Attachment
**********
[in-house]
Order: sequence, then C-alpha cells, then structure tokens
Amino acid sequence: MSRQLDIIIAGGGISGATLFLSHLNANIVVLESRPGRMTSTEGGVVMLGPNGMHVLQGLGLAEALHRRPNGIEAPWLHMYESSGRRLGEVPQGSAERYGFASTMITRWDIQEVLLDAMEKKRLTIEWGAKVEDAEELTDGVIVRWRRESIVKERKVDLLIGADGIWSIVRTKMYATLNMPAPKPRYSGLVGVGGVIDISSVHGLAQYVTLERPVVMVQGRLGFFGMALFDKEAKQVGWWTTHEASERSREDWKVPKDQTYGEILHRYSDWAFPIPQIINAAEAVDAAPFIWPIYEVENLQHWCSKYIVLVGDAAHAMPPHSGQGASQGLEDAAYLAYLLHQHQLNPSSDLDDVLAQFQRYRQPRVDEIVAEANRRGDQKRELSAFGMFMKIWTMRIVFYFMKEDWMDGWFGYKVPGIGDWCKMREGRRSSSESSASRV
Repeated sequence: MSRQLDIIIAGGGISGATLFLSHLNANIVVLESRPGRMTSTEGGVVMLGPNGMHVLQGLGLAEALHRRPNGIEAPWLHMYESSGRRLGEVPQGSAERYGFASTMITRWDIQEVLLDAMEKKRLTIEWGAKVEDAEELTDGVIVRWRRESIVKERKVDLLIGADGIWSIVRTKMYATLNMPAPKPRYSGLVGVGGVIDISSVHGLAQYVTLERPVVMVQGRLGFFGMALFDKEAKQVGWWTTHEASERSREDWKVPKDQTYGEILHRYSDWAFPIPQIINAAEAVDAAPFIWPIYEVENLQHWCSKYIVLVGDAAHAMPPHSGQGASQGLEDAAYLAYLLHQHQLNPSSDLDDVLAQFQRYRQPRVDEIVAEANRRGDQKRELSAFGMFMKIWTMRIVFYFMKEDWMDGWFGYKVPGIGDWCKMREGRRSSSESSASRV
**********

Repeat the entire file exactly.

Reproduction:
[in-house]
Order: sequence, then C-alpha cells, then structure tokens
Amino acid sequence: MSRQLDIIIAGGGISGATLFLSHLNANIVVLESRPGRMTSTEGGVVMLGPNGMHVLQGLGLAEALHRRPNGIEAPWLHMYESSGRRLGEVPQGSAERYGFASTMITRWDIQEVLLDAMEKKRLTIEWGAKVEDAEELTDGVIVRWRRESIVKERKVDLLIGADGIWSIVRTKMYATLNMPAPKPRYSGLVGVGGVIDISSVHGLAQYVTLERPVVMVQGRLGFFGMALFDKEAKQVGWWTTHEASERSREDWKVPKDQTYGEILHRYSDWAFPIPQIINAAEAVDAAPFIWPIYEVENLQHWCSKYIVLVGDAAHAMPPHSGQGASQGLEDAAYLAYLLHQHQLNPSSDLDDVLAQFQRYRQPRVDEIVAEANRRGDQKRELSAFGMFMKIWTMRIVFYFMKEDWMDGWFGYKVPGIGDWCKMREGRRSSSESSASRV
Repeated sequence: MSRQLDIIIAGGGISGATLFLSHLNANIVVLESRPGRMTSTEGGVVMLGPNGMHVLQGLGLAEALHRRPNGIEAPWLHMYESSGRRLGEVPQGSAERYGFASTMITRWDIQEVLLDAMEKKRLTIEWGAKVEDAEELTDGVIVRWRRESIVKERKVDLLIGADGIWSIVRTKMYATLNMPAPKPRYSGLVGVGGVIDISSVHGLAQYVTLERPVVMVQGRLGFFGMALFDKEAKQVGWWTTHEASERSREDWKVPKDQTYGEILHRYSDWAFPIPQIINAAEAVDAAPFIWPIYEVENLQHWCSKYIVLVGDAAHAMPPHSGQGASQGLEDAAYLAYLLHQHQLNPSSDLDDVLAQFQRYRQPRVDEIVAEANRRGDQKRELSAFGMFMKIWTMRIVFYFMKEDWMDGWFGYKVPGIGDWCKMREGRRSSSESSASRV